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The SECRET behind why I get free stuff, never wait in line, and get treated better than most people as a customer
Last Updated February 9th, 2017

I don’t say this to brag, but I get treated very well by a lot of companies:

  • When I go to the coffee shop, I often get my coffee for free.
  • When I wanted a new pair of shoes from a specific store, my sales rep hand-delivered them to my house, so I didn’t have to deal with “traffic” to get to the store.
  • While traveling on speaking, I forgot my shaving cream. And a manager from Nordstrom drove 30 miles to hand deliver me my favorite shaving cream.
  • When there was a 2 hour wait to be seated at a fancy restaurant, the host sat me… immediately. No questions asked.
  • When I wanted to buy light bulbs quick, the line at the home goods store was long. But a manager opened a new register, just for me, and let me check out instantly.

It’s crazy, actually.

It happens all the time. Everywhere.

And if you ever went to dinner with me, you’d see it in real time, too. Even though I almost never order dessert, the waiter almost always brings out free dessert for the table.

The question is “HOW?”

The answer is as simple as: “BE A GOOD CUSTOMER.”

I’ll explain…

A few weeks ago, I went out to get a drink at a fancy hotel. My friend asked the host for a table, and they politely said, “It’s going to be about 45 minutes.” Then, as my friend came back to tell us the bad news, she noticed that I had already talked to someone and gotten us a table… immediately.

“Derek, how did you do that?”

Quite simple actually.

I saw the Maitre’D. I walked up, said “Hello,” and shook his hand. Then, I said, “I always love this hotel this time of year.” And it’s true. I do love this hotel. I then asked about tables, and he said there was going to be a wait. And I fired back, “How about ‘not waiting’ and just sit us right here.”

I know what you’re thinking…

“Wow, what an ass!”

Yeah, I sound like an ass in text. But it’s all about the delivery.

And no, I didn’t slip him a 20. The Maitre’D set a table up for us immediately. He just did it. Without being bribed.

So what happened? And why?

What it Really Means to Be a Good Customer

When I tell you to be a GOOD customer, it’s not about how much money you spend. You don’t need to be the best customer, from a financial perspective, to get treated well.

Instead, it means: the better you treat people, the better YOU get treated.

So, think about the people you talk to when you walk into a restaurant. Or a coffee shop. Or the people you talk to on the phone when you call a company. Usually these people don’t own the company, right?

They are normal people. Just like you and me. And they see so much nonsense… all the time… from people complaining about something as stupid as “I want a refund even though it’s 12 years past the refund period”… to some random list of curse words followed by unintelligible yelling of “ME ME ME ME ME ME ME.”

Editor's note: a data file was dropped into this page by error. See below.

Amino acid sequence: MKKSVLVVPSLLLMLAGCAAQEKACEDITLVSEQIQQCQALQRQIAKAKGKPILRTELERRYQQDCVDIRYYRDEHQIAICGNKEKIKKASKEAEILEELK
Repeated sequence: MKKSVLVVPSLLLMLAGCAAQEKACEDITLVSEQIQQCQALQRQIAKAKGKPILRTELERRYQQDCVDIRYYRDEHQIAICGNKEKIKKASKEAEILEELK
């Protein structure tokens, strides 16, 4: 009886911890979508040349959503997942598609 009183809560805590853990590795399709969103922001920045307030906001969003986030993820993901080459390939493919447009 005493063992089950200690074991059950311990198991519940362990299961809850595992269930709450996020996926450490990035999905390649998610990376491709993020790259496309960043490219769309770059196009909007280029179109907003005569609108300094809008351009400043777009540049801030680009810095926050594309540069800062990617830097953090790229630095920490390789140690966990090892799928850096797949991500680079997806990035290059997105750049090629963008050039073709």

So, when you contrast that, even in a small way, you stand out. And when you make the extra effort to put yourself in the person’s shoes, you’re like a GIFT.

As an example, at the specific hotel bar: Why did I get seated immediately?

Well, I know one thing: The people who work there have careers in hospitality. You don’t work at a place like this without dedicating your life to hospitality. So, when I comment on the decor… the service… or anything related to the hospitality industry, I know they take great pride and joy in it. They do this for a living because they love it.

I don’t do this to be manipulative. I mention it because I know they care about this specific topic.

And that’s the key.

Most people give people generic compliments. And they conduct generic conversations. But when you take a few seconds to put yourself in the other person’s shoes, and meet them where they are, the magic happens.

Here’s another example:

At my favorite coffee shop, I know that most baristas work as a barista as a “survival” job, but they are actually want to do something else…

Like this one barista who I think is remarkable. She loves coffee, and creating great coffee, and it shows. But she actually wants to be a professional drummer, and I make sure to ask her about drumming every chance I get. Again. Not to be fake. But because I like hearing about people and the dreams they want to pursue. I’m genuinely interested. And she loves talking about it.

Now, don’t get me wrong. If the coffee shop is slammed, I don’t interrupt them with this sort of stuff. They are already stressed from the volume of people. So, I don’t bother people. I have my credit card ready. And I make my order quickly.

And then, when things quiet down, I almost always say something like, “WHERE’S THE FREE COFFEE SIGN AND WHY DIDN’T I GET ONE?” Or something equally as silly. Again, acknowledging the fact that these people just worked very hard to clear the queue. Because showing respect for the work people do, is also part of being a good customer.

One more example:

Sometimes when I call customer service for my phone company, I’ll lead with something as silly as, “Hey, what’s up. I’m Derek. How are you?” They’ll say, “Great, how can I help?” And I’ll say something like, “Well, hold on one second: UNINTELLIGIBLE YELLING.” And they’ll fire back, “Excuse me?” And I’ll say, “Just kidding. I’m sure you get a bunch of angry people yelling with the phone too far into their mouth. Today, I have a small problem and I hope you can help…”

Again: I’m simply putting myself in the customer service reps shoes. And naturally, things go smoothly from then on. Even if they can’t help, they’ll try to help.

I know it seems so simple.

But really THAT’s the secret behind why I get treated better than most people as a customer: